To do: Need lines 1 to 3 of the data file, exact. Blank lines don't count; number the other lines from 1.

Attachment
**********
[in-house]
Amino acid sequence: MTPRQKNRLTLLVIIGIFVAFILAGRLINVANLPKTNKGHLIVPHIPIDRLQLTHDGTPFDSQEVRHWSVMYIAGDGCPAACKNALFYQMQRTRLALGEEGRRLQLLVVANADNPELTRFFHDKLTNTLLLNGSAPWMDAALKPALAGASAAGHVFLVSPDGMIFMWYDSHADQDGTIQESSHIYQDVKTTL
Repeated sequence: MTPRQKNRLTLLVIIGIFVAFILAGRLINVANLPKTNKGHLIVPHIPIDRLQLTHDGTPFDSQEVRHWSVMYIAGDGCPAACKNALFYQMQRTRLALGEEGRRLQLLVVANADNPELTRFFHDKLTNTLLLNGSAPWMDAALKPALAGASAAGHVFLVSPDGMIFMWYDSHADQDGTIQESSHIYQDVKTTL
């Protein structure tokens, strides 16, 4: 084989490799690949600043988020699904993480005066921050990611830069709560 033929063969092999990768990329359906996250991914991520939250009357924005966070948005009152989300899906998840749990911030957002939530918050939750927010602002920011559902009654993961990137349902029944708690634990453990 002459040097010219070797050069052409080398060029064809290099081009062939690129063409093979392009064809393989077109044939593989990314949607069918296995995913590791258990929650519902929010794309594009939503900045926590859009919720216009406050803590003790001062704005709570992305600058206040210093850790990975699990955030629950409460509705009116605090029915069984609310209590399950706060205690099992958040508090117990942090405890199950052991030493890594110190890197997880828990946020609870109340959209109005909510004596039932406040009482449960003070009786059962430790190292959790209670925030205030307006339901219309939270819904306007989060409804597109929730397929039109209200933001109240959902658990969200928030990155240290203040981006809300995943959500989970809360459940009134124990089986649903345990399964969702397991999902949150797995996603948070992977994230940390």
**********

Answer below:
[in-house]
Amino acid sequence: MTPRQKNRLTLLVIIGIFVAFILAGRLINVANLPKTNKGHLIVPHIPIDRLQLTHDGTPFDSQEVRHWSVMYIAGDGCPAACKNALFYQMQRTRLALGEEGRRLQLLVVANADNPELTRFFHDKLTNTLLLNGSAPWMDAALKPALAGASAAGHVFLVSPDGMIFMWYDSHADQDGTIQESSHIYQDVKTTL
Repeated sequence: MTPRQKNRLTLLVIIGIFVAFILAGRLINVANLPKTNKGHLIVPHIPIDRLQLTHDGTPFDSQEVRHWSVMYIAGDGCPAACKNALFYQMQRTRLALGEEGRRLQLLVVANADNPELTRFFHDKLTNTLLLNGSAPWMDAALKPALAGASAAGHVFLVSPDGMIFMWYDSHADQDGTIQESSHIYQDVKTTL